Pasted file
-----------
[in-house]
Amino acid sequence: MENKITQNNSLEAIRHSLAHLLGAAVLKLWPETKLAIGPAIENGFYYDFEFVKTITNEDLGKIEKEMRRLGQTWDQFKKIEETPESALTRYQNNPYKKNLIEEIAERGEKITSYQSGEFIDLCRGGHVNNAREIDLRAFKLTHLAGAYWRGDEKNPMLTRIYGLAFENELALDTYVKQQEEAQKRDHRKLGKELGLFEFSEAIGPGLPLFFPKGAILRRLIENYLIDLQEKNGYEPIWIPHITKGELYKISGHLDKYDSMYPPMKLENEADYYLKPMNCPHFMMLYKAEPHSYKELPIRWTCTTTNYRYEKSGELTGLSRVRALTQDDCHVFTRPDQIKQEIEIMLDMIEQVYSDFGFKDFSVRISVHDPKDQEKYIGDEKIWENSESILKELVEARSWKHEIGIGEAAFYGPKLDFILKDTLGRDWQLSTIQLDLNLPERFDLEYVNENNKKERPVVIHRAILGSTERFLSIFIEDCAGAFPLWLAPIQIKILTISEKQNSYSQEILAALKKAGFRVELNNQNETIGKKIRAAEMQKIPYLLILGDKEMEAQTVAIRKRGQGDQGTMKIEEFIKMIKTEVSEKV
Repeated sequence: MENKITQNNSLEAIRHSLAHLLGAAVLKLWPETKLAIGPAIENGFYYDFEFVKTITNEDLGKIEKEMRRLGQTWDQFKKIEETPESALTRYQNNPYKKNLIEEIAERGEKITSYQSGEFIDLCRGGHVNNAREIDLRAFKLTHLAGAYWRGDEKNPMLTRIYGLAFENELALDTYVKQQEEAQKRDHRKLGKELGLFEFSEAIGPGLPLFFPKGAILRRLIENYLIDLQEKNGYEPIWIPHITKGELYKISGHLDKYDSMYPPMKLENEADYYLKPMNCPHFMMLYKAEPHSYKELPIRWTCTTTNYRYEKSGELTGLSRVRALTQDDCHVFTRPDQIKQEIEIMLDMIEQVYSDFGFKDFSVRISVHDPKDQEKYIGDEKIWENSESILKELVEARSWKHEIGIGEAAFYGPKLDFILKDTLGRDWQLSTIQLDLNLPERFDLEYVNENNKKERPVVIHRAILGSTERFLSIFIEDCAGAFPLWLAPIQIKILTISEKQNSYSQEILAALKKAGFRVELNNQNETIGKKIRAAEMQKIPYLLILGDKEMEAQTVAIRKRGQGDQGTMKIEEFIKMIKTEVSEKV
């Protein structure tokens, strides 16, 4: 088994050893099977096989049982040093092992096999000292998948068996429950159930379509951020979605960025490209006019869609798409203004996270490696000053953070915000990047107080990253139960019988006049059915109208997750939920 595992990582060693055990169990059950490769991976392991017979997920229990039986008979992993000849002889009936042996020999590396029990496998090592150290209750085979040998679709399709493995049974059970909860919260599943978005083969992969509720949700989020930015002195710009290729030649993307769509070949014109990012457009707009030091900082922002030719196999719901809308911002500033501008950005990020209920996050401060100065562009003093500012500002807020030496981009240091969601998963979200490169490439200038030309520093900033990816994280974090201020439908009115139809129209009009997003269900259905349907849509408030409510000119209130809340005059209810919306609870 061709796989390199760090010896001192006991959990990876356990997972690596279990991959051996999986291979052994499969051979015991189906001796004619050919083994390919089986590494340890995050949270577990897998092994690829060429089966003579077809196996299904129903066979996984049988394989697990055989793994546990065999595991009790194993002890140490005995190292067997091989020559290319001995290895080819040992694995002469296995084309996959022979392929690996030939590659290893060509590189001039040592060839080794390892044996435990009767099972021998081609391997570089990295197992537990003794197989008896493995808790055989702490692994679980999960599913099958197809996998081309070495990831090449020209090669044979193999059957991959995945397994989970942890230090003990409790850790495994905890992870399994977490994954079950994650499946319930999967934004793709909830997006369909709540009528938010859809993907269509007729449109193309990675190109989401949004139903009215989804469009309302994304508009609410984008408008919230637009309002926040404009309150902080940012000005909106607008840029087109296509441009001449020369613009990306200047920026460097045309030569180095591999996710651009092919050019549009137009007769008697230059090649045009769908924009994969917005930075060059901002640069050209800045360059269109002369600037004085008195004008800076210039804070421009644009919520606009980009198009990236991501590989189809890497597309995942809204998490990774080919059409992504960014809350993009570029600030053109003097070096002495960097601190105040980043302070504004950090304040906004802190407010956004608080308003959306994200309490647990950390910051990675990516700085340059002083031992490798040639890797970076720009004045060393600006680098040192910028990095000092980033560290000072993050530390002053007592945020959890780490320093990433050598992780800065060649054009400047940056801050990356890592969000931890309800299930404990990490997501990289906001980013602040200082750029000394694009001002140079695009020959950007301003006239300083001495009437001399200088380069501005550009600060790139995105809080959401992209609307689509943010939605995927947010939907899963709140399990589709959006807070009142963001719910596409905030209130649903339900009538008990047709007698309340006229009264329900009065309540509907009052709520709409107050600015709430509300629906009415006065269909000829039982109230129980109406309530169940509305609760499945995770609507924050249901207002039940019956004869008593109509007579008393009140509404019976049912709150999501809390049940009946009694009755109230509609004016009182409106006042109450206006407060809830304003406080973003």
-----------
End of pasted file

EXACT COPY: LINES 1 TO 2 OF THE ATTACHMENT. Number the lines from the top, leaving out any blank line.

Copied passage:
[in-house]
Amino acid sequence: MENKITQNNSLEAIRHSLAHLLGAAVLKLWPETKLAIGPAIENGFYYDFEFVKTITNEDLGKIEKEMRRLGQTWDQFKKIEETPESALTRYQNNPYKKNLIEEIAERGEKITSYQSGEFIDLCRGGHVNNAREIDLRAFKLTHLAGAYWRGDEKNPMLTRIYGLAFENELALDTYVKQQEEAQKRDHRKLGKELGLFEFSEAIGPGLPLFFPKGAILRRLIENYLIDLQEKNGYEPIWIPHITKGELYKISGHLDKYDSMYPPMKLENEADYYLKPMNCPHFMMLYKAEPHSYKELPIRWTCTTTNYRYEKSGELTGLSRVRALTQDDCHVFTRPDQIKQEIEIMLDMIEQVYSDFGFKDFSVRISVHDPKDQEKYIGDEKIWENSESILKELVEARSWKHEIGIGEAAFYGPKLDFILKDTLGRDWQLSTIQLDLNLPERFDLEYVNENNKKERPVVIHRAILGSTERFLSIFIEDCAGAFPLWLAPIQIKILTISEKQNSYSQEILAALKKAGFRVELNNQNETIGKKIRAAEMQKIPYLLILGDKEMEAQTVAIRKRGQGDQGTMKIEEFIKMIKTEVSEKV